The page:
In the course of everyday conversation, it’s amazing how many times we use a well-known phrase to describe a given situation. These phrases are known as ‘idioms’.
Here are some examples:
- A blessing in disguise – meaning: something good that seemed bad at first
- Bite the bullet – meaning: to get something over with because it is inevitable
- Break a leg – meaning: Good Luck. (A saying familiar with actors when they begin a performance).
This week, a colleague ‘helped me out’ with a particularly sensitive situation. There was a limit to what I was able to do, and my colleague provided invaluable support so that the situation reached a positive conclusion. When I discovered the extent of the help I’d been given, I said to my colleague, ‘you have gone the extra mile to help me’.
Afterwards, while on the train home, I began to wonder where exactly did that phrase come from? And not surprisingly, many such statements originate in Scripture!
In Matthew 5:38-42, Jesus talks to His followers about ‘gaining revenge’. One very well-known saying was ‘an eye for an eye and a tooth for a tooth’ – again, a phrase from the Old Testament; it’s a reference to ‘getting even’ with someone. Then He speaks about going beyond what is expected, and He sets us a challenge in respect of ‘going the extra mile’.
Those listening to Jesus would be very familiar with this illustration. In the first century, a Roman soldier could legally compel any individual to carry their kit for up to one mile, by force if necessary. Of course, nobody likes being treated this way, but Jesus challenges us to not only be willing to be imposed on by others, but to accept the burden willingly and even being willing to “go the extra mile”.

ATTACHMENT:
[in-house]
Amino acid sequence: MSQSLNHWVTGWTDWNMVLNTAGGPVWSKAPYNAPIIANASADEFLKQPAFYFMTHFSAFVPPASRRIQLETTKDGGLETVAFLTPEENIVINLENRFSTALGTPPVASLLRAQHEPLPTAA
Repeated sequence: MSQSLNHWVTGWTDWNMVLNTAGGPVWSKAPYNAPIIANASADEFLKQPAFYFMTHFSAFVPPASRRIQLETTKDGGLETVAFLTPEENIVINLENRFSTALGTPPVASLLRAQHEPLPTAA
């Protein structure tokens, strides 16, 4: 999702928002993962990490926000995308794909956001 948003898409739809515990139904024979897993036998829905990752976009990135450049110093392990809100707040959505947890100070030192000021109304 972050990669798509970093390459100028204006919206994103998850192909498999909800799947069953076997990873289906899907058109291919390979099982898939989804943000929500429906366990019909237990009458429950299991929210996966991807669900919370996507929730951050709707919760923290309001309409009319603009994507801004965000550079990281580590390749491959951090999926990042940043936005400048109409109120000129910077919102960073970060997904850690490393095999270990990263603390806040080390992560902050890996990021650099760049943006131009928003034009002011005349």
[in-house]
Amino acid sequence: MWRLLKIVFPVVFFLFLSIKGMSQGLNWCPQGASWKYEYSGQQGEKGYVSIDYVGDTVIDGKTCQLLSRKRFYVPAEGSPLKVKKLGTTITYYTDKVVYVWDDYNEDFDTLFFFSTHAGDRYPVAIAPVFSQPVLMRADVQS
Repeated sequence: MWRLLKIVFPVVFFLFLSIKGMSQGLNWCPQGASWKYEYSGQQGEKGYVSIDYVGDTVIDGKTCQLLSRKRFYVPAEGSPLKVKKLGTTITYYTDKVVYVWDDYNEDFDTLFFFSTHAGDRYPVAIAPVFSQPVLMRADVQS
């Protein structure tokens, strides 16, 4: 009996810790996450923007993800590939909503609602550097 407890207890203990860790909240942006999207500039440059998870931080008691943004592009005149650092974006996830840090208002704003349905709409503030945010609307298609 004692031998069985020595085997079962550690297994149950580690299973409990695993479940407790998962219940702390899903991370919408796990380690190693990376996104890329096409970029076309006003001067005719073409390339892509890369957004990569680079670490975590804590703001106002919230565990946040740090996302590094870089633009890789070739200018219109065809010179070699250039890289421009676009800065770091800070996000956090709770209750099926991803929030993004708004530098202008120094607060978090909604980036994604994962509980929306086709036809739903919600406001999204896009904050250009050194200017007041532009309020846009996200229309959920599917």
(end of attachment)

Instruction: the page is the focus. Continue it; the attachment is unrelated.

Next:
Jesus is teaching His followers both then and now, to exceed what was expected of them.
In Luke 10:30-37, we have probably the most well-known example of someone who went that extra mile. Jesus tells the story of the Good Samaritan and His aim is to get the people to understand that everyone is our ‘neighbour’. The Samaritan is the man who comes to the aid of the Jewish traveller. A most unlikely combination, as Jews and Samaritans weren’t the ‘best of friend’s’!!!
Take care of this man. If his bill runs higher than what I have already paid, I’ll pay you the difference the next time I’m hereLuke 10:35
We have seen many examples, particularly over the last year, of how individuals, families, Churches, Faith and Community Groups, Neighbourhoods and so on, have gone that ‘extra mile’ to help others. But for the Christian, this type of action should be natural – it’s our faith in action!
‘Lord, when did we see You in need? When did we visit you when you were sick or in prison’?
Jesus replies, ‘When you did those things to those least deserving, you were doing it to me!’
Maybe this week, you could ‘go that extra mile’ – you’ll be blessed and encouraged.